Morgan is already preparing for next year’s event taking place March 7-8, 2014. The topic will be “Why is She a Slave?” covering the gender issues that contribute to human sex trafficking.
To learn more about this year’s event and connect to speaker bios, click here.
Carrying the good news on musical chords, the Vanguard University’s Department of Music student ensembles will travel to various cities across the U.S. carrying the light of Christ with them this spring break.
Vanguard’s concert choir, concert orchestra and women’s chorus begin their spring tours on March 16. These tours are an opportunity for students to take the skills they have acquired from a semester of practice and use them to bless communities inside and outside California, including Nevada and Arizona. Students perform one to two concerts a day, do community events and share their hearts of service.
The jazz ensemble will have their spring tour April 25-28 at the University of Nevada, Reno to compete in the Reno Jazz Festival. The ensemble consists of 26 students.
Spring tours are a time for bonding, building relationships that will last past graduation, working as a team and “sharing about Jesus through music,” the Coordinator of Music Events and Concert Operations, Luke Baumgartner, said. “It’s our students being a light in these communities,” he added.
The groups consist of students with a love for music from multiple majors. “It’s not often that you get a bunch of students who are willing to give up a spring break to do ministry,” Baumgartner said. “The churches just love to see our students who are just honest, raw, real people who love Jesus,” Baumgartner continued, noting student’s priority to minister rather than just put on a performance.
Traveling as one unit, 105 students, 80 from the concert choir and 25 from the concert orchestra will make their way around central and northern California. Meanwhile, the 42 students who make up the women’s chorus will perform and minister in areas of Nevada and Arizona.
To look at the spring tour schedule, click here.
Several speakers of Hispanic descent shared their knowledge, thoughts and opinions concerning the Hispanic Pentecostal movement. Speakers included the Rev. Samuel Rodriguez, Dr. Jesse Miranda, Dr. Isaac Canales, Dr. Gastón Espinosa and the Rev. Fernando Tamara.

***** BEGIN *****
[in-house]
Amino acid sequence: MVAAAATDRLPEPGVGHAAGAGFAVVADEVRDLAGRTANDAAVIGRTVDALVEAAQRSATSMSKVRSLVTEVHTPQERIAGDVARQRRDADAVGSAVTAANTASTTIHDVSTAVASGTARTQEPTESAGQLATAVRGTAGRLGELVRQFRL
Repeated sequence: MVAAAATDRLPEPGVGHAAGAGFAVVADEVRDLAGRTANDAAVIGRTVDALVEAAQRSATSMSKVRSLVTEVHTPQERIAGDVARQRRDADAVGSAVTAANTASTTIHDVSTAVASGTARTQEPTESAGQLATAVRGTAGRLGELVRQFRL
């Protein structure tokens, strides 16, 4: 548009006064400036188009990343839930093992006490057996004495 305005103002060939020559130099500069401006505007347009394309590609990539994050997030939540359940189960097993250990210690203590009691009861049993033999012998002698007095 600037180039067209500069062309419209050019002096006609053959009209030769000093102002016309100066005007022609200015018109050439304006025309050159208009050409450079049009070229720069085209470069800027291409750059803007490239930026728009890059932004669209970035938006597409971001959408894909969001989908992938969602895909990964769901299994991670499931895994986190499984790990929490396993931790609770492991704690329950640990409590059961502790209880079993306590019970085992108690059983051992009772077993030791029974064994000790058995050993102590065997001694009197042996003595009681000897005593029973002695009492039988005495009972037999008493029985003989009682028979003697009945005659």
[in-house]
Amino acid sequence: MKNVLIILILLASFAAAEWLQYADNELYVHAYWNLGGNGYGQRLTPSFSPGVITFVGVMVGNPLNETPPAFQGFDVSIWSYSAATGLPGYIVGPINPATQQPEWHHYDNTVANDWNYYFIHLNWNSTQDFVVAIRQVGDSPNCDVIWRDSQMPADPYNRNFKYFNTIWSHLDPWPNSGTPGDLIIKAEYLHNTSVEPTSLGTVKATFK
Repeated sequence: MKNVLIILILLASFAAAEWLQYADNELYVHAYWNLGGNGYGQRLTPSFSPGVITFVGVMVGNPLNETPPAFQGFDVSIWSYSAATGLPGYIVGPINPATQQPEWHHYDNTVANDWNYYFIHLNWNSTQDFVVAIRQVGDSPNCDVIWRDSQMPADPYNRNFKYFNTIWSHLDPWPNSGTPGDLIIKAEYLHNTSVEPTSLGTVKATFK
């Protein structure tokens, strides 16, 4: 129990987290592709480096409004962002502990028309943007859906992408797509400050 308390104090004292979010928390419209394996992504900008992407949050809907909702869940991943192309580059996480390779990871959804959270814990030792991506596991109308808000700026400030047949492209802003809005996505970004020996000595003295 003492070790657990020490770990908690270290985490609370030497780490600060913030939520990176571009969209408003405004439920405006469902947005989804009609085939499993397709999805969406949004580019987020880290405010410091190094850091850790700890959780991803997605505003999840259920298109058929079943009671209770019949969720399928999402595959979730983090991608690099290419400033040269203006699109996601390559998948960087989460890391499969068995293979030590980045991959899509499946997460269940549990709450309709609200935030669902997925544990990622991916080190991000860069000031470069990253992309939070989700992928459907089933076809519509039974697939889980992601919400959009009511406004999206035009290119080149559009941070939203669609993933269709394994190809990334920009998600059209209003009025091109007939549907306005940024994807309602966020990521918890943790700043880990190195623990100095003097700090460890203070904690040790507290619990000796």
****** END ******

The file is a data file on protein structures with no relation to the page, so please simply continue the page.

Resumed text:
As the Director of The Jesse Miranda Center for Hispanic Leadership, Tamara partnered with Dr. Derrick Rosenior, the director of the Lewis Wilson Institute, to put on this event. It was a partnership furthering the two organizations goals: The Jesse Miranda Center’s desire to serve the Hispanic community and the Lewis Wilson Institute’s desire to increase the study of Pentecostal heritage.
Named in honor of Dr. Lewis Wilson, a former history professor and retired dean of the college, the Lewis Wilson Institute strives to “highlight Vanguard’s Pentecostal heritage and identity,” Dr. Rosenior said. Looking back on the event, Dr. Rosenior noted the good discussions during the Q&A session, and that the Rev. Samuel Rodriguez “preached a powerful message.”
Tamara detailed the entire day’s setup as a success and a great time of fellowship, acquiring knowledge and empowering Hispanics in the Pentecostal movement to take up and carry the legacy passed on to them. Having the opportunity to hear theologians speak on the topic of Hispanic Pentecostalism and to see attendees be responsive in the Q&A session “deeply enriched” the event, Tamara said.
Speakers and attendees discussed the messages within the books: The Silent Pentecostals and Silent No More. These books address the Hispanic legacy and leadership in American Pentecostalism. “Even if we don’t have leaders who can advocate for Latinos, we’re still working and we’re still here,” Tamara said in reference to all of the Latino individuals attending the conference.
Looking to the future, Tamara said he would love to see a more diverse group in attendance, including pastors from local churches outside of the Latino community. Speaking of The Jesse Miranda Center, Tamara said: “We want to be a center that promotes racial recognition.” With this goal in mind, Tamara plans for future events to educate a wider audience.
“The event was extraordinary,” Tamara said. Attendees walked away knowing more about how Pentecostalism emerged, disseminated and spread the Gospel message.
For more information on the Lewis Wilson Institute and its events, click here.